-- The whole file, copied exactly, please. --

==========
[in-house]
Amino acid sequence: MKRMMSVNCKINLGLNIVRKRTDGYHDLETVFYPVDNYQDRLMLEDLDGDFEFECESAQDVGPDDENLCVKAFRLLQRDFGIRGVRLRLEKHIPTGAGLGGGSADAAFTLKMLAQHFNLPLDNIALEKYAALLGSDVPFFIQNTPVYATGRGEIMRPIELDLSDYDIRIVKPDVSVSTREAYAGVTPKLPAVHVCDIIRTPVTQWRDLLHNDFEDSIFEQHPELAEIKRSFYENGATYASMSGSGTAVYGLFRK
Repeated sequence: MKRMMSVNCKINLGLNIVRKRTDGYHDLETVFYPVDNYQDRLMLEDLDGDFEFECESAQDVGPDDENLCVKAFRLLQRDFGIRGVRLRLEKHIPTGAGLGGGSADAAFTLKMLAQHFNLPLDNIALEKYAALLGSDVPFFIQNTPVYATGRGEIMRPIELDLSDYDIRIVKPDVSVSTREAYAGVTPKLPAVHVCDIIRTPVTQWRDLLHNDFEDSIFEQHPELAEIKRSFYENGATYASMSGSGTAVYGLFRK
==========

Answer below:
[in-house]
Amino acid sequence: MKRMMSVNCKINLGLNIVRKRTDGYHDLETVFYPVDNYQDRLMLEDLDGDFEFECESAQDVGPDDENLCVKAFRLLQRDFGIRGVRLRLEKHIPTGAGLGGGSADAAFTLKMLAQHFNLPLDNIALEKYAALLGSDVPFFIQNTPVYATGRGEIMRPIELDLSDYDIRIVKPDVSVSTREAYAGVTPKLPAVHVCDIIRTPVTQWRDLLHNDFEDSIFEQHPELAEIKRSFYENGATYASMSGSGTAVYGLFRK
Repeated sequence: MKRMMSVNCKINLGLNIVRKRTDGYHDLETVFYPVDNYQDRLMLEDLDGDFEFECESAQDVGPDDENLCVKAFRLLQRDFGIRGVRLRLEKHIPTGAGLGGGSADAAFTLKMLAQHFNLPLDNIALEKYAALLGSDVPFFIQNTPVYATGRGEIMRPIELDLSDYDIRIVKPDVSVSTREAYAGVTPKLPAVHVCDIIRTPVTQWRDLLHNDFEDSIFEQHPELAEIKRSFYENGATYASMSGSGTAVYGLFRK